"A child's learning is the function more of the characteristics of his classmates than those of the teacher." James Coleman, 1972

Friday, October 11, 2013

The Common Core and Snake Oil

by Susan Ohanian

I don't look at Edutopia very often because  nearly every glance provokes great annoyance. Now, not surprisingly, Brain-based Learning, that catch-all wonder-phrase, seemingly a direct descendant of ads for Charlie Bigelow's snake oil, Kickapoo Indian Sagwa: the Great Indian Medicine (WILL CURE Constipation, Liver Complaint, Dyspepsia, Indigestion, Loss of Appetite, Scrolnia, Rheumatism, Chills and Fever, Or any Disease Arriving from an Impure Blood or Deranged Liver*), gets its own category at Edutopia. (“Student Responses to Common Core Instruction and Assessment.” “11 Tips on Teaching Common Core Critical Vocabulary,” “How to Have a Healthy, Brainy, and Fun Summer,” “Education, the Brain, and Common Core State Standards,” and so on.
What busy, hassled, and probably desperate teacher can resist this lure:  new learning that will give students powerful boost to their growing neural networks of executive functions.  Executive functions! I came to Judy Willis’  Student Responses to Common Core Instruction and Assessment  through ASCD’s daily SmartBrief [sic] which, since receiving their filthy lucre from the Bill and Melinda Gates Foundation, rarely present more than  daily neon light evangelism for the Common Core.

                   July 2013
                   to support implementation of the Common Core State Standards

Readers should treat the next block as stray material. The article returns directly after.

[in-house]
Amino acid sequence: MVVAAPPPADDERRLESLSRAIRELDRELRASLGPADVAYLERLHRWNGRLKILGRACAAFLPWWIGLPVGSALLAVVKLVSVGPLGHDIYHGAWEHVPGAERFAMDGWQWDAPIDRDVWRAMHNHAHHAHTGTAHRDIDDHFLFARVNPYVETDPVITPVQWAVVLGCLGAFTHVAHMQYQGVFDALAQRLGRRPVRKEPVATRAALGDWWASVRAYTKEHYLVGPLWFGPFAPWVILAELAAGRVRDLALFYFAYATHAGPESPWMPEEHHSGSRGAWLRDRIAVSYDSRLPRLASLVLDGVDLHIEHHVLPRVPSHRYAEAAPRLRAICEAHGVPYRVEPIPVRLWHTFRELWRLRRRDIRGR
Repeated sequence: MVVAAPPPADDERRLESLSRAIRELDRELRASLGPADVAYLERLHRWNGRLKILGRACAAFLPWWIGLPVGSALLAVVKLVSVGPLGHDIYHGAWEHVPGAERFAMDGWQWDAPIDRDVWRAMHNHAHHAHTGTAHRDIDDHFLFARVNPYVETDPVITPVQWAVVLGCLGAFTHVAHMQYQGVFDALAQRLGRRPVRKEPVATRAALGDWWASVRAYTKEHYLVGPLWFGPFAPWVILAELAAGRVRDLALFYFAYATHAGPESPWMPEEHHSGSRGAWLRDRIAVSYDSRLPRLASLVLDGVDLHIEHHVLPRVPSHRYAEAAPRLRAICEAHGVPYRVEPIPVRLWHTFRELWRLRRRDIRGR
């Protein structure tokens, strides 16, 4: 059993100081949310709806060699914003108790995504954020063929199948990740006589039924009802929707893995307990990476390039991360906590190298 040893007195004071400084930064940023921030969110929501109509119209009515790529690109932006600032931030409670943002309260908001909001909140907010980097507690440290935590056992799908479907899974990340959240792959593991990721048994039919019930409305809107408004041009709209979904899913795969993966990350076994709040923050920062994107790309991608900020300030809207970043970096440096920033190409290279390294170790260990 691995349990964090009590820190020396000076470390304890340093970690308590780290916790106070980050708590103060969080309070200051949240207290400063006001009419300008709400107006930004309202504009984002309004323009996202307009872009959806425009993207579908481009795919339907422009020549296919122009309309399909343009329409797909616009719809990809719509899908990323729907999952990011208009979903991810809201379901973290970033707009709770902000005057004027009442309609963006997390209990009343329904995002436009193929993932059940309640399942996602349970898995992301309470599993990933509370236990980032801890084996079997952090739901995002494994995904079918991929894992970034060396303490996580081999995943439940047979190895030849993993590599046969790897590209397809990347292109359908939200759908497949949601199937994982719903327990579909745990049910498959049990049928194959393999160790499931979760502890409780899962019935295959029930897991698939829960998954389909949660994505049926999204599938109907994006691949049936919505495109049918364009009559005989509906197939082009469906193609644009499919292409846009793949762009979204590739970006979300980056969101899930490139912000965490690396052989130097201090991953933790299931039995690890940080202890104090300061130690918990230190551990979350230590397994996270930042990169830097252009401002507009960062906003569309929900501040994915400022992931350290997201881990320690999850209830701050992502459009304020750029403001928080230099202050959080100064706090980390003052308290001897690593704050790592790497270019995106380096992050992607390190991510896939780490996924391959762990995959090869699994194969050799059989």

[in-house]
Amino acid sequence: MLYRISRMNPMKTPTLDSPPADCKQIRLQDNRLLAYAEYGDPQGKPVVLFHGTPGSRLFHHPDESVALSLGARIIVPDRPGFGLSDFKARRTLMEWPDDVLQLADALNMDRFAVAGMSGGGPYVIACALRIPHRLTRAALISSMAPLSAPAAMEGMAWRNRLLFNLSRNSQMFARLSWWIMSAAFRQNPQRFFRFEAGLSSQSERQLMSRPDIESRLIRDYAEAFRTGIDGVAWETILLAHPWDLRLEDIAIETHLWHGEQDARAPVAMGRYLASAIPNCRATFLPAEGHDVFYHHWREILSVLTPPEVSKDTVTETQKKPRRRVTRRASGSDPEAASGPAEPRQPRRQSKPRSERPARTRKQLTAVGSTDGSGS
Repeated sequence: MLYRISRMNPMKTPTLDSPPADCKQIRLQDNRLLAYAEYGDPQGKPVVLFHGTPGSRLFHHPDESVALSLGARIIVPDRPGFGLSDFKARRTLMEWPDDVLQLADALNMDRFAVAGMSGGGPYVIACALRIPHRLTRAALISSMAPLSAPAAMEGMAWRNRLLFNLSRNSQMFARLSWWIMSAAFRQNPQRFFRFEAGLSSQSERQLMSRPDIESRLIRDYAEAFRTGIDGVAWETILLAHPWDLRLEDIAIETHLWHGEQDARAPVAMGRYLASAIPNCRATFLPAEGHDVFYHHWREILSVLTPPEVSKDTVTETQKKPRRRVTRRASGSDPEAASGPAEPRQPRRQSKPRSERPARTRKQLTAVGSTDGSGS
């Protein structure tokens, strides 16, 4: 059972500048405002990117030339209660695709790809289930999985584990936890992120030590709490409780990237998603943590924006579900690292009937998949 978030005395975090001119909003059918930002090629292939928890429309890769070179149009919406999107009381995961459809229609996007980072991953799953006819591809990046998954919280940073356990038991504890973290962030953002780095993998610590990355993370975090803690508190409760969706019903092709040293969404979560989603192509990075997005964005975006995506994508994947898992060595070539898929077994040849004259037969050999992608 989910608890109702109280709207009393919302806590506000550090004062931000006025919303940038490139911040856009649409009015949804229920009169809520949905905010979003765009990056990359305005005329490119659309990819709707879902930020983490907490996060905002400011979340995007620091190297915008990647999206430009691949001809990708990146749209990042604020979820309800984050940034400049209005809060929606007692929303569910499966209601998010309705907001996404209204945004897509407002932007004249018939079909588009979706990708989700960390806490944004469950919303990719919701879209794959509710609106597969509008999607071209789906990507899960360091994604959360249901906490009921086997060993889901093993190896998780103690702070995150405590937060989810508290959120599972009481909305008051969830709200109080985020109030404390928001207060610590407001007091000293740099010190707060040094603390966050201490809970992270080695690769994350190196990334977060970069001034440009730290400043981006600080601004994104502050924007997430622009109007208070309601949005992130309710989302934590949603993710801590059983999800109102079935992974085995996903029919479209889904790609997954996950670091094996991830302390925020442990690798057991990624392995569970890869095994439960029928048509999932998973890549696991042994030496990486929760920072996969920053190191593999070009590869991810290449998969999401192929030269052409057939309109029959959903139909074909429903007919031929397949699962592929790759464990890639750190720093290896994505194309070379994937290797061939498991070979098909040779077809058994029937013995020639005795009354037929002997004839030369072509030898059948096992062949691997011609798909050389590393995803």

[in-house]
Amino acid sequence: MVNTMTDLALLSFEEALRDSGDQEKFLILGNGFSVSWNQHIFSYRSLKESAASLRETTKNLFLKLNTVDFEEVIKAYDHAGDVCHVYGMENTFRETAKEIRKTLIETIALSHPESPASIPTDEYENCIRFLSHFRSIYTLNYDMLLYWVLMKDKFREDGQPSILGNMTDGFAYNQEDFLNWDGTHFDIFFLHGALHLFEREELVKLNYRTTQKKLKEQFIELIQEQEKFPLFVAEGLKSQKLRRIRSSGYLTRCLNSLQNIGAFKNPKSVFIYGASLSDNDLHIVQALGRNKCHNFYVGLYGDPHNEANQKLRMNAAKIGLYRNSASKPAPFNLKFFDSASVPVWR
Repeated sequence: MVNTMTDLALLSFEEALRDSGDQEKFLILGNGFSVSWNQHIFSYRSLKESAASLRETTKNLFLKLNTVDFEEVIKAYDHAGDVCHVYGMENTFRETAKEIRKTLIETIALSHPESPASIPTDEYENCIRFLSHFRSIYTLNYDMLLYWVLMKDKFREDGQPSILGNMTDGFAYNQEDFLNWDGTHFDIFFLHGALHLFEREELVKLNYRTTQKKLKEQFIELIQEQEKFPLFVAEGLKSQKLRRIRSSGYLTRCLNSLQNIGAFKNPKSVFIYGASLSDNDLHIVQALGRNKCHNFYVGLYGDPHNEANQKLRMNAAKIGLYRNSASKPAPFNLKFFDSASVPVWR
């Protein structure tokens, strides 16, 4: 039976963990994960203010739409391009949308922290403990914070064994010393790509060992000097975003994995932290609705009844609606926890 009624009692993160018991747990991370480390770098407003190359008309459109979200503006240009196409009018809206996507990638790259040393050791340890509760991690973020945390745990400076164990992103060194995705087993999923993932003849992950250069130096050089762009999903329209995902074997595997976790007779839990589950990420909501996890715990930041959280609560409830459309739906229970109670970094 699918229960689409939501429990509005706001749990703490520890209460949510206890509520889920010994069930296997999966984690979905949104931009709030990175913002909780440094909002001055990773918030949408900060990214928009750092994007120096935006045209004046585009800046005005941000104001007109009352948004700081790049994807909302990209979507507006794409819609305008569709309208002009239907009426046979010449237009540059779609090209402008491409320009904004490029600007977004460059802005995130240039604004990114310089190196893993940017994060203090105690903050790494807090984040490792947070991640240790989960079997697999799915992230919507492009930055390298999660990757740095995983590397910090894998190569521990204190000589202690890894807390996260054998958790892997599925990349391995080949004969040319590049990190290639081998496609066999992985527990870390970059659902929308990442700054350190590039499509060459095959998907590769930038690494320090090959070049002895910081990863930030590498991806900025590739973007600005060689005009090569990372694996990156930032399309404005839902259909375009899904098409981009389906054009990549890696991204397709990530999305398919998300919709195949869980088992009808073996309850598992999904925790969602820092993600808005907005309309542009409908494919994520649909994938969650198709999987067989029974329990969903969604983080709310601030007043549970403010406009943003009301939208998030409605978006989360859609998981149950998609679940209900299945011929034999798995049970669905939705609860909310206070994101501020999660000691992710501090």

Amount: $244,733

                   February 2011
                   to provide teachers and school leaders with supports to implement
                   the Common Core State Standards at the district, school, and classroom levels

Yes, that’s another story, but just know that money is never far from the evangelism.

At  Edutopia,   Judy Willis, MD, starts out her piece on brain-baased learning with a bang:

 “I am an advocate of the goals embodied in the CCSS -- building strong neural networks of executive functions. These networks of neuron-to-neuron connections have been an essential element of the neurological examination of patients for over 75 years. The functions of these unique neural networks were initially revealed through neurological case histories of patients with prefrontal cortex degeneration, lesions or trauma. They consequently lost their "highest" thinking skills of goal-directed behavior, judgment, emotional self-awareness, deduction, reasoning, abstraction or subsequent skillsets.”

Well, I'm not ready to declares Wowser! But  it sure sounds good: strong neural networks of executive functions. Teachers are supposed to be training all students for higher job functions, right? However, the studies I found using this term have to do with autism, attention deficit disorder, mild traumatic
brain injury. . .  which gives one pause.

Remember the researchers  who brought us  Reading First? Almost all of them had a background in special ed. They provided the fodder for the US Department of Education edicts that all students should be taught using special ed methodology. Think DIBELS.